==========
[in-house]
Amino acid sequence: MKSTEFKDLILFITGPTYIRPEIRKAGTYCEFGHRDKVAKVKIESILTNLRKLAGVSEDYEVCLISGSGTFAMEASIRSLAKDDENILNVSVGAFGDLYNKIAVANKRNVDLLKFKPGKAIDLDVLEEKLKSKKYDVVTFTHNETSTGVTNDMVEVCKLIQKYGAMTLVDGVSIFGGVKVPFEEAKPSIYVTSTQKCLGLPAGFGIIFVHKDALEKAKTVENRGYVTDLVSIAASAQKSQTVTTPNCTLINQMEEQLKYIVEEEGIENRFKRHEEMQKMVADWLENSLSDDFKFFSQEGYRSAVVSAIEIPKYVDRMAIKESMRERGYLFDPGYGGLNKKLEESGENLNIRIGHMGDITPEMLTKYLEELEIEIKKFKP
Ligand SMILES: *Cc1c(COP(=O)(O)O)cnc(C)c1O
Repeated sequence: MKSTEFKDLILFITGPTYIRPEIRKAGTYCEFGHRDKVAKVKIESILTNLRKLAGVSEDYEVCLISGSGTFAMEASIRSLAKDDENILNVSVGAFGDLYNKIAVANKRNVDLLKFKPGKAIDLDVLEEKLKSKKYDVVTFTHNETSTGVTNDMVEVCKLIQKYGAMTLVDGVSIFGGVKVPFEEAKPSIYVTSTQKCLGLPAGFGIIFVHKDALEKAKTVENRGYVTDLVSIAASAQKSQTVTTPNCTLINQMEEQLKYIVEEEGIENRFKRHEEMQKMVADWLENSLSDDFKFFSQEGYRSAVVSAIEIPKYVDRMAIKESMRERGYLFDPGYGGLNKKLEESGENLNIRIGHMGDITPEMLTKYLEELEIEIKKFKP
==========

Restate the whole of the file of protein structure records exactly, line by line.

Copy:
[in-house]
Amino acid sequence: MKSTEFKDLILFITGPTYIRPEIRKAGTYCEFGHRDKVAKVKIESILTNLRKLAGVSEDYEVCLISGSGTFAMEASIRSLAKDDENILNVSVGAFGDLYNKIAVANKRNVDLLKFKPGKAIDLDVLEEKLKSKKYDVVTFTHNETSTGVTNDMVEVCKLIQKYGAMTLVDGVSIFGGVKVPFEEAKPSIYVTSTQKCLGLPAGFGIIFVHKDALEKAKTVENRGYVTDLVSIAASAQKSQTVTTPNCTLINQMEEQLKYIVEEEGIENRFKRHEEMQKMVADWLENSLSDDFKFFSQEGYRSAVVSAIEIPKYVDRMAIKESMRERGYLFDPGYGGLNKKLEESGENLNIRIGHMGDITPEMLTKYLEELEIEIKKFKP
Ligand SMILES: *Cc1c(COP(=O)(O)O)cnc(C)c1O
Repeated sequence: MKSTEFKDLILFITGPTYIRPEIRKAGTYCEFGHRDKVAKVKIESILTNLRKLAGVSEDYEVCLISGSGTFAMEASIRSLAKDDENILNVSVGAFGDLYNKIAVANKRNVDLLKFKPGKAIDLDVLEEKLKSKKYDVVTFTHNETSTGVTNDMVEVCKLIQKYGAMTLVDGVSIFGGVKVPFEEAKPSIYVTSTQKCLGLPAGFGIIFVHKDALEKAKTVENRGYVTDLVSIAASAQKSQTVTTPNCTLINQMEEQLKYIVEEEGIENRFKRHEEMQKMVADWLENSLSDDFKFFSQEGYRSAVVSAIEIPKYVDRMAIKESMRERGYLFDPGYGGLNKKLEESGENLNIRIGHMGDITPEMLTKYLEELEIEIKKFKP